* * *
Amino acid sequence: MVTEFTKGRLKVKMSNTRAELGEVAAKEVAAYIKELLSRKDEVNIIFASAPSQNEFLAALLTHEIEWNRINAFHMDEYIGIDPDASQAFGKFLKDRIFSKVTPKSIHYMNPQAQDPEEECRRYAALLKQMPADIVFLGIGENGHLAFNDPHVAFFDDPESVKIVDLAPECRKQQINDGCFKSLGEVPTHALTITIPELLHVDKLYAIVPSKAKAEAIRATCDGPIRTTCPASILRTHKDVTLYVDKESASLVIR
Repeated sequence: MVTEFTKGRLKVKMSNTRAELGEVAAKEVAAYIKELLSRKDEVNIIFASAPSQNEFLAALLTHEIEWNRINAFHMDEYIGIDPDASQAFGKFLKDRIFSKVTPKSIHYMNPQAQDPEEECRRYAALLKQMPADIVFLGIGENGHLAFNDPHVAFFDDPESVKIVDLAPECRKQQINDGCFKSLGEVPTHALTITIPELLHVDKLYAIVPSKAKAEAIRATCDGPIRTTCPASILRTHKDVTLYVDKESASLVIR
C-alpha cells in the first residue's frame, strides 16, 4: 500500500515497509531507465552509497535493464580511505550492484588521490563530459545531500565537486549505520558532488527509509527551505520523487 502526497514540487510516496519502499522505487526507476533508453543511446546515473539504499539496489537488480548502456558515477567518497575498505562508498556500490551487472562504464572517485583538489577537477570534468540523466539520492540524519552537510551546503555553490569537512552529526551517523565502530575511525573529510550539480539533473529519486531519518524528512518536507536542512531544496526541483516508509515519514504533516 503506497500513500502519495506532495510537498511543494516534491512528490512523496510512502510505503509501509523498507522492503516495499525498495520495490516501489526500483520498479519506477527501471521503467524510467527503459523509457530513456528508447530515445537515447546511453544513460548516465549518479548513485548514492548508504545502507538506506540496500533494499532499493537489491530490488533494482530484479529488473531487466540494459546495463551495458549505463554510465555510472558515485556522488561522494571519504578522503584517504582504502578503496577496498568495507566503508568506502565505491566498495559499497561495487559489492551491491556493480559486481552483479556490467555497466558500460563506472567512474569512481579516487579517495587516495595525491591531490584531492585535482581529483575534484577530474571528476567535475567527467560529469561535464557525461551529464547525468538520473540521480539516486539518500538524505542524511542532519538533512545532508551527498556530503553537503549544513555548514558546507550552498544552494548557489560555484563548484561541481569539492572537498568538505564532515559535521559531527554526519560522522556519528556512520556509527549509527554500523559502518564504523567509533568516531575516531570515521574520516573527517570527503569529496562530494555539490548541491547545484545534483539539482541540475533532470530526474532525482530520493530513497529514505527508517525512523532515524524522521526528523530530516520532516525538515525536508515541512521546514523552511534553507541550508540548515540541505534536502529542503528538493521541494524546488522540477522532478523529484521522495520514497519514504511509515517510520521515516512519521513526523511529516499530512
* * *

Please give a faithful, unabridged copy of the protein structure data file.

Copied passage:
Amino acid sequence: MVTEFTKGRLKVKMSNTRAELGEVAAKEVAAYIKELLSRKDEVNIIFASAPSQNEFLAALLTHEIEWNRINAFHMDEYIGIDPDASQAFGKFLKDRIFSKVTPKSIHYMNPQAQDPEEECRRYAALLKQMPADIVFLGIGENGHLAFNDPHVAFFDDPESVKIVDLAPECRKQQINDGCFKSLGEVPTHALTITIPELLHVDKLYAIVPSKAKAEAIRATCDGPIRTTCPASILRTHKDVTLYVDKESASLVIR
Repeated sequence: MVTEFTKGRLKVKMSNTRAELGEVAAKEVAAYIKELLSRKDEVNIIFASAPSQNEFLAALLTHEIEWNRINAFHMDEYIGIDPDASQAFGKFLKDRIFSKVTPKSIHYMNPQAQDPEEECRRYAALLKQMPADIVFLGIGENGHLAFNDPHVAFFDDPESVKIVDLAPECRKQQINDGCFKSLGEVPTHALTITIPELLHVDKLYAIVPSKAKAEAIRATCDGPIRTTCPASILRTHKDVTLYVDKESASLVIR
C-alpha cells in the first residue's frame, strides 16, 4: 500500500515497509531507465552509497535493464580511505550492484588521490563530459545531500565537486549505520558532488527509509527551505520523487 502526497514540487510516496519502499522505487526507476533508453543511446546515473539504499539496489537488480548502456558515477567518497575498505562508498556500490551487472562504464572517485583538489577537477570534468540523466539520492540524519552537510551546503555553490569537512552529526551517523565502530575511525573529510550539480539533473529519486531519518524528512518536507536542512531544496526541483516508509515519514504533516 503506497500513500502519495506532495510537498511543494516534491512528490512523496510512502510505503509501509523498507522492503516495499525498495520495490516501489526500483520498479519506477527501471521503467524510467527503459523509457530513456528508447530515445537515447546511453544513460548516465549518479548513485548514492548508504545502507538506506540496500533494499532499493537489491530490488533494482530484479529488473531487466540494459546495463551495458549505463554510465555510472558515485556522488561522494571519504578522503584517504582504502578503496577496498568495507566503508568506502565505491566498495559499497561495487559489492551491491556493480559486481552483479556490467555497466558500460563506472567512474569512481579516487579517495587516495595525491591531490584531492585535482581529483575534484577530474571528476567535475567527467560529469561535464557525461551529464547525468538520473540521480539516486539518500538524505542524511542532519538533512545532508551527498556530503553537503549544513555548514558546507550552498544552494548557489560555484563548484561541481569539492572537498568538505564532515559535521559531527554526519560522522556519528556512520556509527549509527554500523559502518564504523567509533568516531575516531570515521574520516573527517570527503569529496562530494555539490548541491547545484545534483539539482541540475533532470530526474532525482530520493530513497529514505527508517525512523532515524524522521526528523530530516520532516525538515525536508515541512521546514523552511534553507541550508540548515540541505534536502529542503528538493521541494524546488522540477522532478523529484521522495520514497519514504511509515517510520521515516512519521513526523511529516499530512